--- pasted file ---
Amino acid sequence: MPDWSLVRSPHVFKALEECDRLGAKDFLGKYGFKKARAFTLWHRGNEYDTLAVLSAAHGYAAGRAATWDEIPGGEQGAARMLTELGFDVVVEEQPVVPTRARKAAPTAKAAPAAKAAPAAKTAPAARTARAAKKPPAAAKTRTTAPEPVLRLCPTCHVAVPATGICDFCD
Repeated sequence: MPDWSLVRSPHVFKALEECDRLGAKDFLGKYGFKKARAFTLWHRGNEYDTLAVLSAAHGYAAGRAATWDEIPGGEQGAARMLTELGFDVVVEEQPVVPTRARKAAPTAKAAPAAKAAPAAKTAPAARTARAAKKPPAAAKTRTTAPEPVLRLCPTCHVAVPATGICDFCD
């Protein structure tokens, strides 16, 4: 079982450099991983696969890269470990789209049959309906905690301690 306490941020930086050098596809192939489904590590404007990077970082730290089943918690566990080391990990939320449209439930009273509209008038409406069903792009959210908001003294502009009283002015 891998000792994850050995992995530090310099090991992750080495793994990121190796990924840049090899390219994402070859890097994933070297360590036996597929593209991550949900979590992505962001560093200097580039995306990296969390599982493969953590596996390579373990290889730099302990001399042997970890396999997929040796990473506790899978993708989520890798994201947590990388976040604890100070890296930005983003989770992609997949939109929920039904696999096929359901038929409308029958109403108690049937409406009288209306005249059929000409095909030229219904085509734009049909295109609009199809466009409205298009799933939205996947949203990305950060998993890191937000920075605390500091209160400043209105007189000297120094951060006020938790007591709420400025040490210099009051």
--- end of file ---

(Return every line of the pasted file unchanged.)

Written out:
Amino acid sequence: MPDWSLVRSPHVFKALEECDRLGAKDFLGKYGFKKARAFTLWHRGNEYDTLAVLSAAHGYAAGRAATWDEIPGGEQGAARMLTELGFDVVVEEQPVVPTRARKAAPTAKAAPAAKAAPAAKTAPAARTARAAKKPPAAAKTRTTAPEPVLRLCPTCHVAVPATGICDFCD
Repeated sequence: MPDWSLVRSPHVFKALEECDRLGAKDFLGKYGFKKARAFTLWHRGNEYDTLAVLSAAHGYAAGRAATWDEIPGGEQGAARMLTELGFDVVVEEQPVVPTRARKAAPTAKAAPAAKAAPAAKTAPAARTARAAKKPPAAAKTRTTAPEPVLRLCPTCHVAVPATGICDFCD
């Protein structure tokens, strides 16, 4: 079982450099991983696969890269470990789209049959309906905690301690 306490941020930086050098596809192939489904590590404007990077970082730290089943918690566990080391990990939320449209439930009273509209008038409406069903792009959210908001003294502009009283002015 891998000792994850050995992995530090310099090991992750080495793994990121190796990924840049090899390219994402070859890097994933070297360590036996597929593209991550949900979590992505962001560093200097580039995306990296969390599982493969953590596996390579373990290889730099302990001399042997970890396999997929040796990473506790899978993708989520890798994201947590990388976040604890100070890296930005983003989770992609997949939109929920039904696999096929359901038929409308029958109403108690049937409406009288209306005249059929000409095909030229219904085509734009049909295109609009199809466009409205298009799933939205996947949203990305950060998993890191937000920075605390500091209160400043209105007189000297120094951060006020938790007591709420400025040490210099009051």